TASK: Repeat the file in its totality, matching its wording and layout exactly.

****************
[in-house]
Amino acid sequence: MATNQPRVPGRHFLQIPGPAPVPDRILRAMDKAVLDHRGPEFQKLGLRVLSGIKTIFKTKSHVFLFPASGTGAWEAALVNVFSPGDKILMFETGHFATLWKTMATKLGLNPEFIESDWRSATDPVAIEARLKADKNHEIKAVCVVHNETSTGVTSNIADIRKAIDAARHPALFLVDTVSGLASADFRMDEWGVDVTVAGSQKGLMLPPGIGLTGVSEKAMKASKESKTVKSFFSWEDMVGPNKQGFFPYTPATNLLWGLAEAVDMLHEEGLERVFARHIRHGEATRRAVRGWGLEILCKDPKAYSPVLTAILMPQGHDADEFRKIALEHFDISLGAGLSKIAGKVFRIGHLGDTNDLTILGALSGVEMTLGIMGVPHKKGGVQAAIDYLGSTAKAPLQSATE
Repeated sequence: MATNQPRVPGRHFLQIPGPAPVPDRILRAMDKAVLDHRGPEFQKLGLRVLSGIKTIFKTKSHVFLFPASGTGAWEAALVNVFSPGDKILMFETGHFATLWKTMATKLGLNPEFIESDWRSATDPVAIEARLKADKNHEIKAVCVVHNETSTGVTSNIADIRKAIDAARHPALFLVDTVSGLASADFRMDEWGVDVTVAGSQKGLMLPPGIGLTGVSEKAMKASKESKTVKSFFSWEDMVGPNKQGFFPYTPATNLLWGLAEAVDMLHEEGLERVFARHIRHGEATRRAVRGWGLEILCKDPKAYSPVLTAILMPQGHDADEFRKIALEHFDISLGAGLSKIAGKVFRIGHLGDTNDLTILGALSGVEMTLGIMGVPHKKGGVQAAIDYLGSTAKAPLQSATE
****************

[in-house]
Amino acid sequence: MATNQPRVPGRHFLQIPGPAPVPDRILRAMDKAVLDHRGPEFQKLGLRVLSGIKTIFKTKSHVFLFPASGTGAWEAALVNVFSPGDKILMFETGHFATLWKTMATKLGLNPEFIESDWRSATDPVAIEARLKADKNHEIKAVCVVHNETSTGVTSNIADIRKAIDAARHPALFLVDTVSGLASADFRMDEWGVDVTVAGSQKGLMLPPGIGLTGVSEKAMKASKESKTVKSFFSWEDMVGPNKQGFFPYTPATNLLWGLAEAVDMLHEEGLERVFARHIRHGEATRRAVRGWGLEILCKDPKAYSPVLTAILMPQGHDADEFRKIALEHFDISLGAGLSKIAGKVFRIGHLGDTNDLTILGALSGVEMTLGIMGVPHKKGGVQAAIDYLGSTAKAPLQSATE
Repeated sequence: MATNQPRVPGRHFLQIPGPAPVPDRILRAMDKAVLDHRGPEFQKLGLRVLSGIKTIFKTKSHVFLFPASGTGAWEAALVNVFSPGDKILMFETGHFATLWKTMATKLGLNPEFIESDWRSATDPVAIEARLKADKNHEIKAVCVVHNETSTGVTSNIADIRKAIDAARHPALFLVDTVSGLASADFRMDEWGVDVTVAGSQKGLMLPPGIGLTGVSEKAMKASKESKTVKSFFSWEDMVGPNKQGFFPYTPATNLLWGLAEAVDMLHEEGLERVFARHIRHGEATRRAVRGWGLEILCKDPKAYSPVLTAILMPQGHDADEFRKIALEHFDISLGAGLSKIAGKVFRIGHLGDTNDLTILGALSGVEMTLGIMGVPHKKGGVQAAIDYLGSTAKAPLQSATE